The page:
Popularly used as a chemical agent in fertilizers, phosphate is a high-demand mineral.
There are 27 phosphate mines in Florida, but only nine are currently active, according to the Florida Department of Environmental Protection. Phosphate is concentrated in Central Florida, which is called the “Bone Valley” because it derives from fossils.
Before the mining process can begin, owners must conduct wildlife surveys, relocate threatened and endangered species and clear the property.
The actual process begins with a dragline bucket, a large bucket suspended from a boom, which is big enough to hold a truck or van, according to the FDEP. This bucket scoops up the initial 15 to 30 feet of earth, called “overburden,” and dumps it in piles on the side of the mine pit.
The dragline bucket then digs out the ore-bearing layer, called the matrix. According to the FDEP, this layer is made up of phosphate rock, clay and sand.
The phosphate is then mixed with water using high-pressure water guns to create a slurry. It is then pumped to the beneficiary plant, where the phosphate is separated from the sand and clay. The leftover clay is pumped to areas known as clay settling ponds, and the sand is pumped back to the mined area to be used in land reclamation, according to the FDEP.
However, the HPS Enterprises II mine proposed a different method to mine the phosphate. In this method, according to a PowerPoint from the HPS website, there would be no clay settling ponds.
The method proposed by HPS Enterprises II would drain water from the clay as a first step, said Dennis Price, a registered professional geologist in Florida. The clay would be mixed with the waste stream of sand, which would be transferred to the pits, mixed with the overburden and placed back in the pit.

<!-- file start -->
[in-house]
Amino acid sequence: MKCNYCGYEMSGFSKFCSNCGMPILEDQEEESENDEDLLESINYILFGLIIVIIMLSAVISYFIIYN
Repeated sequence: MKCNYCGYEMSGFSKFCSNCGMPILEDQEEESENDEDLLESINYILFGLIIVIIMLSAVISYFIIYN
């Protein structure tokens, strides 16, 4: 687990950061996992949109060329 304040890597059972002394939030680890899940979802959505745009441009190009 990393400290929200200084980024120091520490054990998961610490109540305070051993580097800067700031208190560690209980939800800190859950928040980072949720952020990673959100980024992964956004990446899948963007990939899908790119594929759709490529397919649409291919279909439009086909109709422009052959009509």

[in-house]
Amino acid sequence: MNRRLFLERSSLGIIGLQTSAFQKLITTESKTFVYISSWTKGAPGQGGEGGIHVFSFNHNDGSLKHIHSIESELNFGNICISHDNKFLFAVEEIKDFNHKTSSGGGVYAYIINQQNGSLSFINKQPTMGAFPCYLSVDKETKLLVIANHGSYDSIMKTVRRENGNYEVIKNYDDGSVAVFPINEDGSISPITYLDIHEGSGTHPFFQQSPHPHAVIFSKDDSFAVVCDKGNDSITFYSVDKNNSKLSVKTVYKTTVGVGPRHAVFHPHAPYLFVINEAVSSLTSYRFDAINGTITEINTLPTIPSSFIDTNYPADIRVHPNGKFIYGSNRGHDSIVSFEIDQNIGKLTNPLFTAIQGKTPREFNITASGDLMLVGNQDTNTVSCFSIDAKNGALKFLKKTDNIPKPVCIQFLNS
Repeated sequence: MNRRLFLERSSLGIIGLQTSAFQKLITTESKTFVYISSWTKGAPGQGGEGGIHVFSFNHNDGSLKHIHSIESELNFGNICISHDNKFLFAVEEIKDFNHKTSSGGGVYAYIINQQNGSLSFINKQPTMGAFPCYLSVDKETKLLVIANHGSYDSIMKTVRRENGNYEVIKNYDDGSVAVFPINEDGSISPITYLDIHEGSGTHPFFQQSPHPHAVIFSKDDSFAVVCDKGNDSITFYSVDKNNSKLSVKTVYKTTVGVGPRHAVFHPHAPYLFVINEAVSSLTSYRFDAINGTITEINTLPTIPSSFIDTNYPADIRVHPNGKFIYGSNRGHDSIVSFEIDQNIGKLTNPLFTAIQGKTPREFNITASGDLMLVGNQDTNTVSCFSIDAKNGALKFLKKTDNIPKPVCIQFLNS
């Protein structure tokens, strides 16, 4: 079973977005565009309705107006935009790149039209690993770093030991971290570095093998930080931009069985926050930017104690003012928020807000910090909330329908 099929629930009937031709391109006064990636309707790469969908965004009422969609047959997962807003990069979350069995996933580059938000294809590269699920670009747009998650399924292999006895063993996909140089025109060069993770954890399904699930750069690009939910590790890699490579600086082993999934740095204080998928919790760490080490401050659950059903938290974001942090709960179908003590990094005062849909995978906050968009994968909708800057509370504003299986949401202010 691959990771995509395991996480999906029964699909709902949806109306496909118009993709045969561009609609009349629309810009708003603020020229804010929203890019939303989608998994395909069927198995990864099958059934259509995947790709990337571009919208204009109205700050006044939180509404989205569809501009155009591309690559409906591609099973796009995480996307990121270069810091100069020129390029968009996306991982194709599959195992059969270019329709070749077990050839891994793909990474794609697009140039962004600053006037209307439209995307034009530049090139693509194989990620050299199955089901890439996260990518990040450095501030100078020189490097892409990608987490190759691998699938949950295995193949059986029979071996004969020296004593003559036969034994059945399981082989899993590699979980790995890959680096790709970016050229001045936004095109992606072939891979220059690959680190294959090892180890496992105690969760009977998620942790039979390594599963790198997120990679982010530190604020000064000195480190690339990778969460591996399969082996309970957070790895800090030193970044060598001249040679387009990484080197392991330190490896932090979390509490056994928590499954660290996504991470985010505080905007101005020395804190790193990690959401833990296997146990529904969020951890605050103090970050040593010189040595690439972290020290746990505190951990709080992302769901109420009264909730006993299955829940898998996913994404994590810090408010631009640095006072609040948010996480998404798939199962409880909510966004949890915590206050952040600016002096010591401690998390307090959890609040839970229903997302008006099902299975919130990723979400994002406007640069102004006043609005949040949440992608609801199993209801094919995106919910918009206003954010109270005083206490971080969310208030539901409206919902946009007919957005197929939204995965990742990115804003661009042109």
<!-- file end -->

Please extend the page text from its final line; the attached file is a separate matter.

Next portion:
This method leaves no large settling areas of clay and water that remain for 50 to 60 years after, Price said. Instead, the land can be reclaimed much faster.
Aspects of this approach – specifically the method of draining water from the clay – have been tried before in a Hamilton County mine, Price said, but it failed.
“It became too cumbersome, and it didn’t work out, and they abandoned the idea,” he said.
Price said the HPS Enterprises II plans gloss over the issue of overburden storage because the amounts are “enormous.” If the mine cannot handle the overburden as planned, then it will not work, he said.
Price also said HPS Enterprises II’s plan only addresses effects on the surficial aquifer, ignoring the deeper effects, which could be detrimental.
“I think both overburden and the groundwater are the least explored parts of the plan and the most important,” he said.